No Australian combat troops to fight in Middle East
The so-called Islamic State (IS) group is weak and Australia has no plans to send combat troops （作战部队）to fight it, Prime Minister Malcolm Turnbull says.
Mr Turnbull was speaking after terror attacks in Paris claimed by IS.
His remarks（一番话） contrasted with （形成对比）former prime minister Tony Abbott’s description of IS as a “death cult”（死亡信徒）.
Mr Abbott, now serving as a backbench MP（后座议员）, called for （呼吁）Australia to commit combat troops to the Middle East after the Paris attacks.
Australia is part of a US-led coalition bombing the group in Iraq and Syria.
IS hype （大肆宣传）
Mr Turnbull told Australia’s House of Representatives that IS relied on its propaganda（宣传部） network and “we must not be fooled by its hype”.
But the group must be defeated militarily in Iraq and Syria, where it has overrun （泛滥成灾）vast swathes of territory（大片领土）, he said.
“Its ideology is archaic（陈旧的）, but its use of the internet is very modern. ISIL has many more smartphones than guns, more Twitter accounts than fighters.
“It does not command broad-based legitimacy （合法性）even in those areas under its direct control. It is encircled by（被围绕） hostile forces（敌对势力）. It is under military pressure.”
Mr Turnbull made the comments as part of national security statement to Australia’s parliament.
Analysis: Shaun Davies, Australia Editor, BBC News website
Tony Abbott never backed away from （退让）his description of the so-called Islamic State (IS) as a “death cult”.
When terrorism experts said IS would be delighted that his colourful description promoted the group’s propaganda aims, Mr Abbott was dismissive（不屑一顾）.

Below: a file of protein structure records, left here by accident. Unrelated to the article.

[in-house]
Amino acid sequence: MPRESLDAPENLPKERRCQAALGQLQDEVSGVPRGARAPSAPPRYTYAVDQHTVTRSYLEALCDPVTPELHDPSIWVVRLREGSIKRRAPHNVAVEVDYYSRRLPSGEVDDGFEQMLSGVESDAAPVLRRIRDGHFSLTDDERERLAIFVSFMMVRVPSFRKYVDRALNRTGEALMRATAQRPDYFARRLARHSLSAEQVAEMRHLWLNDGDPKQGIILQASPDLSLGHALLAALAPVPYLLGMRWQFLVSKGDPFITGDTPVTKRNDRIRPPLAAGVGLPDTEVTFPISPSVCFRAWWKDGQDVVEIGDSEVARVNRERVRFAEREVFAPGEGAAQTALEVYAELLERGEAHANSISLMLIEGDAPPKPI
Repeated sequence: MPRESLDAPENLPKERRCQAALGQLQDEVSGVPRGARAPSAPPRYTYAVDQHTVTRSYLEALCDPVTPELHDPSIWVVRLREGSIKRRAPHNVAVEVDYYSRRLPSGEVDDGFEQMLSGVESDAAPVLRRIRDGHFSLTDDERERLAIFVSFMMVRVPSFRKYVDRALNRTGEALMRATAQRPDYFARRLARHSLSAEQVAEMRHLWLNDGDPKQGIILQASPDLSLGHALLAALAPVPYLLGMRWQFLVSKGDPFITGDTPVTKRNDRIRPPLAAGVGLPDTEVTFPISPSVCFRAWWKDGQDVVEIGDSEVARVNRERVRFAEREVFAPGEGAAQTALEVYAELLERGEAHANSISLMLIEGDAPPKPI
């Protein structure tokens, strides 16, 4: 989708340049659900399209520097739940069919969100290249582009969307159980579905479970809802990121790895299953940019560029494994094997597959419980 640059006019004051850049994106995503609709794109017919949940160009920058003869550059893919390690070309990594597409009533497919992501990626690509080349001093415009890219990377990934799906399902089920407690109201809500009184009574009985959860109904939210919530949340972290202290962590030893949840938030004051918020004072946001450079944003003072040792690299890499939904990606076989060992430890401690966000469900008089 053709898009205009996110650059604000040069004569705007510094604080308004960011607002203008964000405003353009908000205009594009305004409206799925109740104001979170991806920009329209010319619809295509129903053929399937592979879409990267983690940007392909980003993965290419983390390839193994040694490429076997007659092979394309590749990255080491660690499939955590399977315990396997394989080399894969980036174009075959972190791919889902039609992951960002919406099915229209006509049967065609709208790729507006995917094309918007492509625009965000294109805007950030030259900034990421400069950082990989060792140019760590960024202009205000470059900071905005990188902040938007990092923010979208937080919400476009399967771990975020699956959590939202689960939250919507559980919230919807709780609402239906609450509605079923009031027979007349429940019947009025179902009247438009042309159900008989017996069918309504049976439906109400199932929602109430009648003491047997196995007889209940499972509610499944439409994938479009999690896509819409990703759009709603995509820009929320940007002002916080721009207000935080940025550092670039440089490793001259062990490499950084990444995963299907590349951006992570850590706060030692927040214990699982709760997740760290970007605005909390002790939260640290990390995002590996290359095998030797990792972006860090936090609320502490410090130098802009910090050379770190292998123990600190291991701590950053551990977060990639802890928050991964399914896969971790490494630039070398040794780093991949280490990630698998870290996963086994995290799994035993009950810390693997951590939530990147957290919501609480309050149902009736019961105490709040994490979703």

“I think we should call things what they are,” he said in June this year.
Fast-forward five months and Australia’s political landscape is very different （描述澳洲政局变化）. Prime Minister Malcolm Turnbull, who deposed Mr Abbott in September, wants to undercut （削减）IS’s effective propaganda.
Rather than boots on the ground（靴子着地，生动形容士兵实战）, Mr Turnbull is focusing on a war of ideas.
Mr Turnbull said the government of Iraq believed the presence of large numbers of Western troops in that country would be “counter-productive“.（适得其反）
He also said the consensus（一致） of world leaders was that there was no appetite for （没有欲望，地道）a large-scale invasion of Syria.
The deployment of Australian combat troops to either Iraq or Syria would be neither “feasible” nor “practical”, Mr Turnbull said. （不现实，不可行）
Former defence minister Kevin Andrews and Liberal MP （自由党议员）Michael Sukkar had backed Mr Abbott’s call for “boots on the ground” following the Paris attacks.
Currently there are around 90 Australian special forces soldiers （特种部队）advising counter-terror agencies in Iraq, as well as around 300 soldiers training members of the Iraqi national army.
Australia also has six aircraft bombing IS positions in both Iraq and Syria as part of the US-led coalition（联合）.
Mr Turnbull said Australia’s commitment to the Middle East conflict was already large given the country’s size and geographic location.
“Larger for example than any European nation, larger than Canada or any of the neighbouring Arab states,” he said.
Mr Turnbull also announced the adoption of a five-tiered（5重防守） National Terrorism Threat Advisory System that replaces the previous four-tiered system.
“The new system will provide the public with more information on the nature of the threat we are facing,” he said.
“The adoption of a five-tiered threat system will also provide ASIO with greater flexibility in determining threat levels, reflecting the need to adapt to an evolving security environment.”
Before Mr Turnbull became prime minister he made a speech saying the country should not overplay（搞夸张，过火） the threat of IS.
Mr Turnbull ousted （取代）Mr Abbott as prime minister following a party vote in September and is the fourth person to hold that office since 2013.